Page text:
A mixed-method exploration of school organizational and social relationship factors that influence dropout-decision making in a rural high school
Author(s)Farina, Andrea J.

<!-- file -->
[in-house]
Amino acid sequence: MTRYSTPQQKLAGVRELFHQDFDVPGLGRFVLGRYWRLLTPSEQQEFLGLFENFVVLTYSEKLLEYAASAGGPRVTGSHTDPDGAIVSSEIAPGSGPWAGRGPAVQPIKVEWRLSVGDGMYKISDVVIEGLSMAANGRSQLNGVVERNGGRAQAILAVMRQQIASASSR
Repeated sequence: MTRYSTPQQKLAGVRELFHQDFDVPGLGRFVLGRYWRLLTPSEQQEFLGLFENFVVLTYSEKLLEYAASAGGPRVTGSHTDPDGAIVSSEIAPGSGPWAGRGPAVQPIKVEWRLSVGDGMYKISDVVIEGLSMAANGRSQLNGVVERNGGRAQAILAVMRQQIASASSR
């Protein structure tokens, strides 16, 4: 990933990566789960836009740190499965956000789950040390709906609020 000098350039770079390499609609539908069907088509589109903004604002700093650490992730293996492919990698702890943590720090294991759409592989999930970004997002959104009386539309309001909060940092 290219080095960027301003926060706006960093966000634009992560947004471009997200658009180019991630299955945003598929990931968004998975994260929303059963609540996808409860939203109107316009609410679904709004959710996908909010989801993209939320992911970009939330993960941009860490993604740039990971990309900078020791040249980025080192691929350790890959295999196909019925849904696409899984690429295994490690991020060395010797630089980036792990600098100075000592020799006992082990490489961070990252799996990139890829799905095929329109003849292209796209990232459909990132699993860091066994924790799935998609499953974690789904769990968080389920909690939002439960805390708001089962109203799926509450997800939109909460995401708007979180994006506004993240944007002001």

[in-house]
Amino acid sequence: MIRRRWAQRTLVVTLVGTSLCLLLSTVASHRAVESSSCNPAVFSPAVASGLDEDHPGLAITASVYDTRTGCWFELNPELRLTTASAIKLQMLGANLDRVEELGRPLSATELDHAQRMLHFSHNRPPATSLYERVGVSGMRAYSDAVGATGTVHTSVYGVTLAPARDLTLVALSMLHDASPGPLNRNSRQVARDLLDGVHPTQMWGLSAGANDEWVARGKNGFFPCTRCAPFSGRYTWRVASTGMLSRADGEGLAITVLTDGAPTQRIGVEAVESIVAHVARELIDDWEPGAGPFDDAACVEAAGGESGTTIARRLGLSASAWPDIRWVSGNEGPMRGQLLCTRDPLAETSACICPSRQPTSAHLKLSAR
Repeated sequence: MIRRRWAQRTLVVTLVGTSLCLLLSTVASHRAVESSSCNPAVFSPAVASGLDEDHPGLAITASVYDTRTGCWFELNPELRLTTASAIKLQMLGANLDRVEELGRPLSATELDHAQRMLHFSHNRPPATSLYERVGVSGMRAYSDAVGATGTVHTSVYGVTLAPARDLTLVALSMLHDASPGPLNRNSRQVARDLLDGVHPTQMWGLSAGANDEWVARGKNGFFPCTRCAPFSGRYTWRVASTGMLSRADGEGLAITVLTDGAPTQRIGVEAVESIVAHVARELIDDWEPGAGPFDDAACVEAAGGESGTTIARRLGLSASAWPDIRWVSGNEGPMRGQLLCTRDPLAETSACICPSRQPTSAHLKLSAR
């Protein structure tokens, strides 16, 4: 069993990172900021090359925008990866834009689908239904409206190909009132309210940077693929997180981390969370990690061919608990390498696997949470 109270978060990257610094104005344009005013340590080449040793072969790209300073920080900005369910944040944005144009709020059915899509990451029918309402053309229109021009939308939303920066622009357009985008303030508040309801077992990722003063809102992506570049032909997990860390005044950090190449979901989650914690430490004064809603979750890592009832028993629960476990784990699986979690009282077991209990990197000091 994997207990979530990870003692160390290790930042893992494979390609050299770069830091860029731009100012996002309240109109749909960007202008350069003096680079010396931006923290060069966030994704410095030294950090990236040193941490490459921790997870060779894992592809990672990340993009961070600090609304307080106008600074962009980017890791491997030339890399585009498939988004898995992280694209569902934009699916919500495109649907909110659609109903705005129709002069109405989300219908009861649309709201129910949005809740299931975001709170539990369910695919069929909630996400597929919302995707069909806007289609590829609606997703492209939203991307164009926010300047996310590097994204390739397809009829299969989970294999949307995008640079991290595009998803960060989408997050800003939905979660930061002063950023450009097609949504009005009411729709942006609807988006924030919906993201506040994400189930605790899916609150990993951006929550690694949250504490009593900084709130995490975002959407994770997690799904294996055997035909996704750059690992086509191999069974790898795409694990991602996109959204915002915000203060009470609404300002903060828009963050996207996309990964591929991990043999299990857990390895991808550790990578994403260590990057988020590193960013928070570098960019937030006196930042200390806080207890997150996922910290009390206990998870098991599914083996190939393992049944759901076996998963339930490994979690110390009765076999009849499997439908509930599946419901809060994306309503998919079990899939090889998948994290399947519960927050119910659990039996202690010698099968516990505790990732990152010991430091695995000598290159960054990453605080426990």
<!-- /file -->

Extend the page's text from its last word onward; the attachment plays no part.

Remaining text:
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Abstract<p>This explanatory mixed-method study explored the dropout phenomenon from an ecological perspective identifying the school organizational (academics, activities, structure) and social relationship (teachers, peers) factors that most significantly influence students&rsquo; decisions to leave school prior to graduation at a rural high school in south central Pennsylvania. </p><p> The quantitative phase of the study utilized a 40 question, forced choice survey to isolate the school organizational and social relationship factors that had the most influence on students&rsquo; dropout decision making, as well as to determine what, if any, correlation existed between the perceptions of students who are not at-risk, those who are at-risk but are still in school, and those who had already formally dropped out of school. The survey respondents included 80 students in school and 10 students who had dropped out of high school. The qualitative phase was composed of in-depth interviews of nine students who had formally dropped out of the rural high school in the study. </p><p> The results of the quantitative analyses revealed the following key findings: (1) there was no single predictor factor category which statistically and significantly influenced student persistence; (2) there was no statistically significant difference in the way students who were at-risk, but still enrolled in high school, and those that had already dropped out perceived any predictor category; and finally, (3) the responses of students at-risk (whether enrolled or who dropped out) were statistically and significantly different from the responses of students who were not at-risk in the predictor categories of school structure and teacher relationships. </p><p> The patterns that emerged from the interviews revealed that these students: (1) viewed the school structure as a barrier to diploma attainment; (2) believed the lack of content relevancy lead to detachment from school and justified the decision to quit school; and (3) shared that had an adult within the school intervened at the beginning of his or her divergence from the path to graduation, the results of his or her high school experience would have been different. </p><p> Several implications for practice emerge given these findings. First, proactive strategies such as multiple curricular pathways and the use of transition academies should be applied systematically for all students enrolled in school. These structural elements of the school&rsquo;s organization should be paired with instructional strategies that promote student engagement. Second, targeted interventions should be designed to meet the needs of students who are at-risk for dropping out of high school. Targeted intervention should include the: (1) use of an instrument that identifies students who are developing or who possess negative perceptions of the school and school staff; (2) at-risk students being assigned an education advocate to promote meaningful and sustainable relationships; and (3) school leaders&rsquo; efforts to creatively develop personalized learning for all students who are considered at-risk for early school departure. </p>